We hope that experience doesn’t make itself useful at Cape May Brewing Co.
“After a while, I was just burnt out,” he says. “The industry is different than it used to be. There’s not as much care given to the craft of brewing beer, in my opinion, as there used to be.”
Brandon notes that, while there are some great breweries out there, a lot of people think that the way to start a brewery is with a business plan, then worry about the beer later.
“A lot of people get into the business without any understanding of what they’re doing,” he says, “without any real idea of how to make beer. Would you go get heart surgery from a guy who decided he wanted to open a business?”
He also points to a change in the amount of camaraderie in brewing, as well.
“It’s become a little competitive and cutthroat and not a lot of fun,” he says. “So, I was kicking back, waiting for the right opportunity. I came up to meet everyone and was like, ‘Wow! For being relatively new to the business, these guys have their shit together, and they’re smart enough to know what they don’t know and that they’re getting ready for some serious growth.’
“But I really dug the people here,” he says. “These guys were nice enough to let me come up and spend a few days in the brewery and kind of pull back the curtain to see what I was getting into. I’m super stoked.”
Brandon points to the fact that we come to work each day happy and enjoying what we do.
“I’ve been a lot of places where they don’t,” he says. “It’s been a while since I’ve been super passionate about brewing, and being here has rekindled my passion for what I do, which is exciting. It’s back to being more than just a job. It’s a great group of people. You guys all laugh. It’s nice to be around.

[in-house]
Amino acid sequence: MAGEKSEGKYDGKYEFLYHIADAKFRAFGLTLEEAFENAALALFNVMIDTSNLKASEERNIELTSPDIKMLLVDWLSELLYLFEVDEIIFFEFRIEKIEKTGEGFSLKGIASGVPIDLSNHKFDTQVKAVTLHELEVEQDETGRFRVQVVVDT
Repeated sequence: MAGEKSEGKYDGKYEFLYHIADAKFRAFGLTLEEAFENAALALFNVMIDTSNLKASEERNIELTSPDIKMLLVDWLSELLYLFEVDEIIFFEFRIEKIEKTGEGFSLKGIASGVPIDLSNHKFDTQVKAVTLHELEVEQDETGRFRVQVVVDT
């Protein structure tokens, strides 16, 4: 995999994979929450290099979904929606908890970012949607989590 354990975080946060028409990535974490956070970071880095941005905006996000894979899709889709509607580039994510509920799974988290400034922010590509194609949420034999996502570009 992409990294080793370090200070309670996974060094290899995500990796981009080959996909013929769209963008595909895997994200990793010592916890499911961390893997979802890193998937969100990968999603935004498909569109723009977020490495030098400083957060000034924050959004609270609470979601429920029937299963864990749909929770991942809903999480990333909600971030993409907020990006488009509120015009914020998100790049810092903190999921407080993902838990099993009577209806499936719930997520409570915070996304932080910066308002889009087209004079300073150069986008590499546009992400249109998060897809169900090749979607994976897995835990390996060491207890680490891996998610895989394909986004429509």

“And you don’t take yourselves too seriously.”
Well… that’s true.
“So many people are like, ‘Well, I’m a brewmaster,’” he says, affecting a haughty air. “Or, ‘I run a brewery.’ I’m like, ‘It’s just beer, dude. Have some fun.’”
One of the challenges Brandon faces is preserving the fun culture he’s found here in the face of impending growth.
“One of the things that sometimes fall by the wayside as a company grows is the culture,” he says. “Fortunately — or unfortunately, depending on how you look at that –, I’ve been through that a few times. I’m hoping to help preserve the ‘good vibes’ that you get here culturally while we grow.”
Yet, he sees a lot of potential here.
“I’m looking forward to making some great beer,” he says, “and opening up the portfolio a bit and maybe finding some opportunities to flex our muscles in lager brewing. There’s a lot to do here.”
When Brandon’s not busy making beer, he likes to be outside having fun.
“I’m an outdoorsman,” he says. “I fish, my family likes to hike. These days, I’m just trying to enjoy life, and my family, especially my eight-year-old son, Jack.”
It sounds as if Jack may follow in his father’s footsteps.
“He has spent more time in a brewery than any eight-year old should,” he laughs. “He knows what’s happening in a brewery from the sounds and the smells.”
With his move here, Brandon is looking forward to more time spent with the family.
“These days, I’m just trying to live in the moment,” he says. “Sadly, brewing requires a tremendous amount of time and commitment. I have sacrificed a lot of my personal time and my family’s time in my career. I’m working really hard these days to balance that, and, in all honesty, I’m relearning how to do that.”
Brandon is “super psyched” to be near the ocean in Cape May.
“I get to do some salt-water fishing — which I don’t do a lot of — so I’m super stoked about wandering around on the Bay and seeing what I can hook into,” he says. “Hopefully it’s not Hoffa.”
And, while Cape May is currently “cold, deserted, and windy,” he’s enjoying his time here.
“I’ve been trying to get down to the beach and take some pictures and walk around and smell the salt air,” he says, “but, so far, so good.”
He’s enjoying his time at CMBC thus far.
“I love coming to work in the morning,” he says. “We’ve got a great team here; everybody’s receptive. Everybody seems to help each other out, which is nice.”
But Brandon is looking forward to taking us to the next level.
“My hope is to brew some really, truly, world-class, spectacular beer.”
If you see Brandon in the Tasting Room, be sure to say hello!